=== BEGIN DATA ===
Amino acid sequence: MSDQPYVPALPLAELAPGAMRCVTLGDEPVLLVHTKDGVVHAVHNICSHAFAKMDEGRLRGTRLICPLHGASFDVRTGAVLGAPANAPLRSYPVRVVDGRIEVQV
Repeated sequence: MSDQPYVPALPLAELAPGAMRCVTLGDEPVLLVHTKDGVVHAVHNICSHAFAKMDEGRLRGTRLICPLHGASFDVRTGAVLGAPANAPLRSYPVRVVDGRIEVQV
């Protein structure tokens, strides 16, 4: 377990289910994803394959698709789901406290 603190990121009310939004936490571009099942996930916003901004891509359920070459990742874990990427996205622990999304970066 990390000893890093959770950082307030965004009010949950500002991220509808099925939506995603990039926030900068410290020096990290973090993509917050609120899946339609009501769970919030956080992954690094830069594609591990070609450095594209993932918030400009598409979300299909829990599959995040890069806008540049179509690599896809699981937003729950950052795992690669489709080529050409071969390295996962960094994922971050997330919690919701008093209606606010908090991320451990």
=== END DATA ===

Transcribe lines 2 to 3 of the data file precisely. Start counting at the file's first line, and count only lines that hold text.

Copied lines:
Repeated sequence: MSDQPYVPALPLAELAPGAMRCVTLGDEPVLLVHTKDGVVHAVHNICSHAFAKMDEGRLRGTRLICPLHGASFDVRTGAVLGAPANAPLRSYPVRVVDGRIEVQV
């Protein structure tokens, strides 16, 4: 377990289910994803394959698709789901406290 603190990121009310939004936490571009099942996930916003901004891509359920070459990742874990990427996205622990999304970066 990390000893890093959770950082307030965004009010949950500002991220509808099925939506995603990039926030900068410290020096990290973090993509917050609120899946339609009501769970919030956080992954690094830069594609591990070609450095594209993932918030400009598409979300299909829990599959995040890069806008540049179509690599896809699981937003729950950052795992690669489709080529050409071969390295996962960094994922971050997330919690919701008093209606606010908090991320451990």